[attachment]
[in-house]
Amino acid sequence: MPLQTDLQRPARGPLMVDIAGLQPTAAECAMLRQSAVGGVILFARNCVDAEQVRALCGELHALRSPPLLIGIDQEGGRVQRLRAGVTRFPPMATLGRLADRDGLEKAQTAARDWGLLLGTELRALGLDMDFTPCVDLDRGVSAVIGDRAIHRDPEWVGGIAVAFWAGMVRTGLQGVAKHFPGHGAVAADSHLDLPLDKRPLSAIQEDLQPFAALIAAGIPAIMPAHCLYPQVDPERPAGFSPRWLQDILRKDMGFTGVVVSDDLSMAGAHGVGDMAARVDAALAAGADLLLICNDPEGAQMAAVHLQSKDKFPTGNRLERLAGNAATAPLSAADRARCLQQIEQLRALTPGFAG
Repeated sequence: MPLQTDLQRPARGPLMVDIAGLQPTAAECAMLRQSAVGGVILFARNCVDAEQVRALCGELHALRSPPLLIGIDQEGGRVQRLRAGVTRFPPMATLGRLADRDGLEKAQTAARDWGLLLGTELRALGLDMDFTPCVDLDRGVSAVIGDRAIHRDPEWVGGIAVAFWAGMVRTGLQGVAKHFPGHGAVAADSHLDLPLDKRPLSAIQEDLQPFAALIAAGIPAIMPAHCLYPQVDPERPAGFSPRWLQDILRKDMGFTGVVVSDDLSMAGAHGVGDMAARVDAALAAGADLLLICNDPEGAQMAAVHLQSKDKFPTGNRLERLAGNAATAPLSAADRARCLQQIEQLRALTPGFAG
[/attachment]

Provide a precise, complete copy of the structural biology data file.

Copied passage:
[in-house]
Amino acid sequence: MPLQTDLQRPARGPLMVDIAGLQPTAAECAMLRQSAVGGVILFARNCVDAEQVRALCGELHALRSPPLLIGIDQEGGRVQRLRAGVTRFPPMATLGRLADRDGLEKAQTAARDWGLLLGTELRALGLDMDFTPCVDLDRGVSAVIGDRAIHRDPEWVGGIAVAFWAGMVRTGLQGVAKHFPGHGAVAADSHLDLPLDKRPLSAIQEDLQPFAALIAAGIPAIMPAHCLYPQVDPERPAGFSPRWLQDILRKDMGFTGVVVSDDLSMAGAHGVGDMAARVDAALAAGADLLLICNDPEGAQMAAVHLQSKDKFPTGNRLERLAGNAATAPLSAADRARCLQQIEQLRALTPGFAG
Repeated sequence: MPLQTDLQRPARGPLMVDIAGLQPTAAECAMLRQSAVGGVILFARNCVDAEQVRALCGELHALRSPPLLIGIDQEGGRVQRLRAGVTRFPPMATLGRLADRDGLEKAQTAARDWGLLLGTELRALGLDMDFTPCVDLDRGVSAVIGDRAIHRDPEWVGGIAVAFWAGMVRTGLQGVAKHFPGHGAVAADSHLDLPLDKRPLSAIQEDLQPFAALIAAGIPAIMPAHCLYPQVDPERPAGFSPRWLQDILRKDMGFTGVVVSDDLSMAGAHGVGDMAARVDAALAAGADLLLICNDPEGAQMAAVHLQSKDKFPTGNRLERLAGNAATAPLSAADRARCLQQIEQLRALTPGFAG